1. a sect of ancient philosophers, who professed to select (ἐκλέγειν) from all systems of philosophy what they deemed to be true. The Eclectics were chiefly Neo-Platonists (q.v.), and the philosophers chiefly selected from were Pythagoras, Plato, and Aristotle. This union of the Aristotelian and Platonic philosophies was attempted first by Potamo of Alexandria, whose principles were taken up and maintained by Ammonius Saccas. It may be doubted, however, if the title of eclectics can be properly given to Potamo or Ammonius, the former of whom was in fact merely a Neo-Platonist, and the latter rather jumbled together the different systems of Greek philosophy (with the exception of that of Epicurus) than selected the consistent parts of all of them. The most eminent of the followers of Ammonius were Plotinus, Porphyry, Jamblichus, Proclus, and the ancient Eclecticism became at last little more than an attempt to reconcile Platonism with Christianity" (Penny Cyclop. 9:265). SEE AMMONIUS.
Clemens Alexandrinus (Strom. 1:228) said: "By philosophy I mean neither the Stoic, nor the Platonic, nor the Epicurean, nor the Aristotelian, but Whatever things have been properly said by each of these sects inculcating justice and devout knowledge — this whole selection I call philosophy." "The sense in which this term is used by Clemens" (of Alexandria), says Mr. Maurice (Mor. and Metaphys. Philippians 2:53), "is obvious enough. He did not care for Plato, Aristotle, Pythagoras, as such; far less did he care for the opinions and conflicts of the schools which bore their names; he found in each hints of precious truths of which he desired to avail himself; he would gather the flowers without asking in what garden they grew, the prickles he would leave for those who had a fancy for them. Eclecticism, in this sense, seemed only like another name for catholic wisdom. A man, conscious that everything in nature and art was given for his learning, had a right to suck honey wherever it was to be found; he would find sweetness in it if it was hanging wild on trees and shrubs; he could admire the elaborate architecture of the cells in which it was stored. The Author of all good to man had scattered the gifts, had imparted the skill; to receive them thankfully was an act of homage to him. But once lose the feeling of devotion and gratitude, which belonged so remarkably to Clemens — once let it be fancied that the philosopher was not a mere receiver of treasures which had been provided for him, but an ingenious chemist and compounder of various naturally unsociable ingredients, and the eclectical doctrine would lead to more self-conceit, would be more unreal and heartless than any one of the sectarian elements out of which it was fashioned. It would want the belief and conviction which dwell, with whatever unsuitable companions, even in the narrowest theory. Many of the most vital characteristics of the original dogmas would be effaced under pretense of taking off their rough edges and fitting then into each other. In general the superficialities and formality of each creed would be preserved in the new system; its original and essential characteristics sacrificed" (Fleming, Vocabulary of Philosophy, s.v.).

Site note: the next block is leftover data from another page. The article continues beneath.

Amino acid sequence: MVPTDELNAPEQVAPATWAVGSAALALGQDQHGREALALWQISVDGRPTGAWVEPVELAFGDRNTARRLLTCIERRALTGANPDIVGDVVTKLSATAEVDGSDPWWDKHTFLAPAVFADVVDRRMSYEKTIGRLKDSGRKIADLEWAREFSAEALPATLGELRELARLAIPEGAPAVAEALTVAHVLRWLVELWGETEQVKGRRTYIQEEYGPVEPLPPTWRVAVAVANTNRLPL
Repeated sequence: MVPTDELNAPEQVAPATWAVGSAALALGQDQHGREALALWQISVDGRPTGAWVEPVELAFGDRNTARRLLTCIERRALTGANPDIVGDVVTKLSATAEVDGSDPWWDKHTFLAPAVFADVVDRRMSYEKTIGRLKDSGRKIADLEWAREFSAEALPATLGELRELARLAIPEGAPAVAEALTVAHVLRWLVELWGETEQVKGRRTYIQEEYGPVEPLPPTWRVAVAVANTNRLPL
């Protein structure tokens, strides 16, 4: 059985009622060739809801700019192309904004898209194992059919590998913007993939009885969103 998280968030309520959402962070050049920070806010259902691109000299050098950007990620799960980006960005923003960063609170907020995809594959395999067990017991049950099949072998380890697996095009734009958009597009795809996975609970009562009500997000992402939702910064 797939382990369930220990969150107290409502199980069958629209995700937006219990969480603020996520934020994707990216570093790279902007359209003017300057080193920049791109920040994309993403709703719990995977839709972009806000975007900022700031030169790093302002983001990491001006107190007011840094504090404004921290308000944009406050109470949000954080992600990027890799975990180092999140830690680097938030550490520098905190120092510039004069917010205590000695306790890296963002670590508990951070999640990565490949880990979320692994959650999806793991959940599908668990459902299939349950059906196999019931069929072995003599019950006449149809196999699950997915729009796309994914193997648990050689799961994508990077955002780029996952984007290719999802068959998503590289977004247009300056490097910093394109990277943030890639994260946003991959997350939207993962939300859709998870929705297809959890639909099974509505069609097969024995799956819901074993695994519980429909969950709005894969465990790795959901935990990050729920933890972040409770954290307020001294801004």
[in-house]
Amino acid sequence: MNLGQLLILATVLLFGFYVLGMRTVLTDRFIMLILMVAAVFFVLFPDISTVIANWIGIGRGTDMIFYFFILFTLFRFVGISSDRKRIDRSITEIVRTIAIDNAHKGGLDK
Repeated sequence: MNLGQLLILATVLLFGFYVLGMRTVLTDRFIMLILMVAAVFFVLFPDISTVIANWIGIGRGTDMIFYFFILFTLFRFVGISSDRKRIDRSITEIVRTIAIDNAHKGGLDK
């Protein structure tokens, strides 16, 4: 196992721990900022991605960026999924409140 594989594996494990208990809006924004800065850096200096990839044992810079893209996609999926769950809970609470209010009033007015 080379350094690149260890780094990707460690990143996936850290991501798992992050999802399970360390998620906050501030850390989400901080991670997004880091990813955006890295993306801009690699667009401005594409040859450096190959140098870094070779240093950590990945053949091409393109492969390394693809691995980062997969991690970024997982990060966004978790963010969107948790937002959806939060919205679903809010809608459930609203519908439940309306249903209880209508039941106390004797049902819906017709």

2. "Modern eclecticism is conceived by some to have originated with Bacon and Descartes, but Hegel may be more properly considered its founder. In his Philosophy of History and other works he endeavors, among other things, to point out the true and false tendencies of philosophic speculation in the various ages of the world; but it is to the lucid and brilliant eloquence of Victor Cousin (q.v.) that modern eclecticism owes its popularity. This system, if it can be so called, may best be defined as an effort to expound, in critical and sympathetic spirit, the previous systems of philosophy. Its aim is to apprehend the speculative thinking of past ages in its historical development, and it is the opinion of some that such a method is the only one possible in our day in the region of metaphysics" (Chambers, Encyclopaedia, s.v.). — Murdoch's Mosheim, Ch. Hist. book 1, c. 2, part 1, chapter 1; Neander, Ch. Hist. 1:658; Mosheim, Commaentaries, chapter 1, § 30. SEE AMMONIUS; SEE PLATONISM.